Blog dedicated primarily to randomly selected news items; comments reflecting personal perceptions

Wednesday, January 13, 2016

Advances in Diagnostic Medical Tools

"I'm wearing my father's. He was also a cardiologist. He gave it to me when I graduated from medicine."
"You'll always have to rely on what you hear. And sometimes with a stethoscope you get everything you need."
"The stethoscope has more of a unique value [than technologically advanced pocket-sized ultra sound scanners and echocardiograms] ... when you examine lungs and bowels. Currently no technology can replace that."
"Personally, I trained in Argentina. And I have seven years of medical school where, from the first day until the last day, we trained using the stethoscope. I think that's the key."
"Patients feel satisfaction and sometimes a better understanding of a disease when you put a stethoscope to the chest and you tell them what you're hearing. And I think there is an issue of ... the human touch, the human contact with patients and I think that strengthens the patient and doctor relationship."
Dr. Diego Delgado, cardiologist, University Health Network, Toronto
A stethoscope is pictured in a General Practitioners surgery
"The stethoscope is dead. The time for the stethoscope is gone."
Dr. Jagat Narula, cardiologist, Mount Sinai Hospital, New York
Man undergoes echocardiagram
A patient undergoes an echocardiogram, with pocket-sized ultrasound devices, offering an electronic alternative to a stethoscope. Photograph: MediC Pix/Alamy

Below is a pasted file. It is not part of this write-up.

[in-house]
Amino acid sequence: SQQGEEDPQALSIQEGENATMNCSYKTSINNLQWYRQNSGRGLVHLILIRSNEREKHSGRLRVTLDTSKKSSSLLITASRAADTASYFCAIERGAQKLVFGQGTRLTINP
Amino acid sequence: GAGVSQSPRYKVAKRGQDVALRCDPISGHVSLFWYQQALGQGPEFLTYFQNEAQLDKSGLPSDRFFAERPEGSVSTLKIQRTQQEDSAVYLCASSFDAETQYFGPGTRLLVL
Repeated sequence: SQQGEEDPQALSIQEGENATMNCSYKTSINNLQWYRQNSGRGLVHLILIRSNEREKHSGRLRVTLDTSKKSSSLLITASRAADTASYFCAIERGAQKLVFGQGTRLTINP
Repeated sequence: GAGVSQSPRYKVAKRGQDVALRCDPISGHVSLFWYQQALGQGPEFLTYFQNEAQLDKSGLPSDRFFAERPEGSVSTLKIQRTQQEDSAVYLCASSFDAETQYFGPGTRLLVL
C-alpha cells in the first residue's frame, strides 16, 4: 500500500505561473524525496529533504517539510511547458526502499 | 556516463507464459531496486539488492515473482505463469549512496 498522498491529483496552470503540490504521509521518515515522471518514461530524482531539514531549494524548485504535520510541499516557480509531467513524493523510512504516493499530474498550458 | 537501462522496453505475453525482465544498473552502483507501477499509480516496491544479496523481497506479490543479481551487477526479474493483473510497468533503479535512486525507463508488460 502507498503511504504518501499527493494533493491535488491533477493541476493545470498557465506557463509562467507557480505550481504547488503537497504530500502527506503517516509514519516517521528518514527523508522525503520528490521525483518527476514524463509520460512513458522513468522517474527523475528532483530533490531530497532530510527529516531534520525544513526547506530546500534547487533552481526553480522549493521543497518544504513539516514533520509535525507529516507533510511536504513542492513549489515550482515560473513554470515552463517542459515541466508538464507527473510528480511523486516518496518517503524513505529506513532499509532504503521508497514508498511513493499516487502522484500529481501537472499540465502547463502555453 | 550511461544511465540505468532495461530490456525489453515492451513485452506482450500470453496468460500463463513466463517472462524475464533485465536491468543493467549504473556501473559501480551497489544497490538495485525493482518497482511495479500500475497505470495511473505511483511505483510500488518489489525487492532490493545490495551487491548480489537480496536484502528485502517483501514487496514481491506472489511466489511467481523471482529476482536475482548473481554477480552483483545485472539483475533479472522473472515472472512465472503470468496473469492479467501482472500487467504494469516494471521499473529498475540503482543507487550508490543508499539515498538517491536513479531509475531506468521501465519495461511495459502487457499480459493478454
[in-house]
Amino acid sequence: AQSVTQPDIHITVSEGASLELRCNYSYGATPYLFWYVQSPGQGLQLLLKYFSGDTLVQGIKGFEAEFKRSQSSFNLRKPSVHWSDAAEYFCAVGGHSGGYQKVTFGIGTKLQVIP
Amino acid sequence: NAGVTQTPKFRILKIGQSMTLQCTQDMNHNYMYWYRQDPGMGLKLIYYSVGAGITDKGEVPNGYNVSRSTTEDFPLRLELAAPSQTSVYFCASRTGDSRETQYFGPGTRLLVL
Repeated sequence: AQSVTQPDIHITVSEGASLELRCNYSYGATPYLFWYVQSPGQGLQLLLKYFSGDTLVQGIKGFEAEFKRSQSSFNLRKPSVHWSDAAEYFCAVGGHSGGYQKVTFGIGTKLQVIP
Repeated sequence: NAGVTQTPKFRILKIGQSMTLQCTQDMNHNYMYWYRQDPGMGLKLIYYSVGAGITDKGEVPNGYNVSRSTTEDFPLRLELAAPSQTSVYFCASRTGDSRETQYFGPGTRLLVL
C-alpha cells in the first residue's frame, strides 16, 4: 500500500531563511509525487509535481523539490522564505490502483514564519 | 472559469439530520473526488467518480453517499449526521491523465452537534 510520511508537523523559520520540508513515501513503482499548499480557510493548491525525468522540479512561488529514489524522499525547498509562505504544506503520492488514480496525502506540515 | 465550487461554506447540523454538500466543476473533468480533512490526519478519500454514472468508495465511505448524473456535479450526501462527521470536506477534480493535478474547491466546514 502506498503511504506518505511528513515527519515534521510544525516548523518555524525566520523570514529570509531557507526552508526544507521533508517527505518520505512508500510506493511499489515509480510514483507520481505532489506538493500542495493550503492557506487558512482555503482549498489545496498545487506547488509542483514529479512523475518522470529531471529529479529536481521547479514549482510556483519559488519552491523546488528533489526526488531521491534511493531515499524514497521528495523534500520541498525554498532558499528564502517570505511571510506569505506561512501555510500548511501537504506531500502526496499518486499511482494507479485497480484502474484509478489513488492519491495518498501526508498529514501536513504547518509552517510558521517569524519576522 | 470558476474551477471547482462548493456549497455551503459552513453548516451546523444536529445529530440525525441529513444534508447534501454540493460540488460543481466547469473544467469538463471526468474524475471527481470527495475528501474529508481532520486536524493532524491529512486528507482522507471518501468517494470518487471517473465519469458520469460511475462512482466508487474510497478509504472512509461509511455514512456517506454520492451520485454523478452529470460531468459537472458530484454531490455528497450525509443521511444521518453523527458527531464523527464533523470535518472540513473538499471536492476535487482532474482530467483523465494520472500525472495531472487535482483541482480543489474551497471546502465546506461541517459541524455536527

"The stethoscope is very symbolic and sometimes it helps to build the physician's identity. When you wrap [it] around  your neck as a physician, you have a sense of responsibility and identity ... and that's what we want our students to develop."
"To train [as] a generalist,  you need to know how to use a stethoscope as a basic tool."
Dr. Marcus Law, faculty of medicine, University of Toronto
In 1816, a French physician was examining a female physician but hesitated to place his head on her bosom to detect the rhythm of her heartbeat. Dr. Rene Laennec impulsively and ingenuously rolled paper into a conical tube, passing it to her reluctant colleague so he could place one end on her chest, the other to his ear to amplify the sound of her heart and thus make a stab at a diagnosis to complete his examination. She went on later to refine the device which became the stethoscope, used since then by doctors as a critically important tool.

According to Dr. Delgado, committed to the continued use of the stethoscope, favouring it hugely over the new medical technologies now available, "the stethoscope and tongue depressor" remain the basic and often only tools that many physicians have at their disposal to aid them in their examination of patients presenting with symptoms that require evaluation. "So you need to really know how to use it", he concluded. Dr. Law at the faculty of medicine,  University of Toronto, concurs.
Dr. Diego Delgado, a cardiologist at Toronto’s University Health Network, wears the stethoscope given to him by his father, also a cardiologist. Delgado notes that a stethoscope is also uniquely useful in examining other organs, such as lungs and bowels.